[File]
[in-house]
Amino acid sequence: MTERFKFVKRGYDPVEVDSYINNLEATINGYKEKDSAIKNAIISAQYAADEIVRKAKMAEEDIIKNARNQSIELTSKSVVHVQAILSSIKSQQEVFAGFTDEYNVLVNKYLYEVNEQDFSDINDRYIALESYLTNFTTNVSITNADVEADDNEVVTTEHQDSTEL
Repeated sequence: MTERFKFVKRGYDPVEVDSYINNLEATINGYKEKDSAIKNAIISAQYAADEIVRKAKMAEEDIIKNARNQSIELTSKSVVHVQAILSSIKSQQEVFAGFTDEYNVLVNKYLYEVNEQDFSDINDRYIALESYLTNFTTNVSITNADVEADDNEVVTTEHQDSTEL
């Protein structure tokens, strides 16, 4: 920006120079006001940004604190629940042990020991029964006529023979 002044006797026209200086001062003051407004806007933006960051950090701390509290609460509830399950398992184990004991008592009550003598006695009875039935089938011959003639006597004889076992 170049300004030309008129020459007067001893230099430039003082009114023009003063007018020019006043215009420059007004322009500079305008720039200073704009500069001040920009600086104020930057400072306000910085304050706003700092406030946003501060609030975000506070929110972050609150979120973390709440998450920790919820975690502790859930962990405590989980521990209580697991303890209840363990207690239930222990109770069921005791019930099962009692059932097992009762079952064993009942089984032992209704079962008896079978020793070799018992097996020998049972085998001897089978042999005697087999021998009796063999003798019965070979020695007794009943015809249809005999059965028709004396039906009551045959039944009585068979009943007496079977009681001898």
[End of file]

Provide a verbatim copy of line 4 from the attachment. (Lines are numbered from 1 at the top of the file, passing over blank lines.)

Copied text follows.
């Protein structure tokens, strides 16, 4: 920006120079006001940004604190629940042990020991029964006529023979 002044006797026209200086001062003051407004806007933006960051950090701390509290609460509830399950398992184990004991008592009550003598006695009875039935089938011959003639006597004889076992 170049300004030309008129020459007067001893230099430039003082009114023009003063007018020019006043215009420059007004322009500079305008720039200073704009500069001040920009600086104020930057400072306000910085304050706003700092406030946003501060609030975000506070929110972050609150979120973390709440998450920790919820975690502790859930962990405590989980521990209580697991303890209840363990207690239930222990109770069921005791019930099962009692059932097992009762079952064993009942089984032992209704079962008896079978020793070799018992097996020998049972085998001897089978042999005697087999021998009796063999003798019965070979020695007794009943015809249809005999059965028709004396039906009551045959039944009585068979009943007496079977009681001898």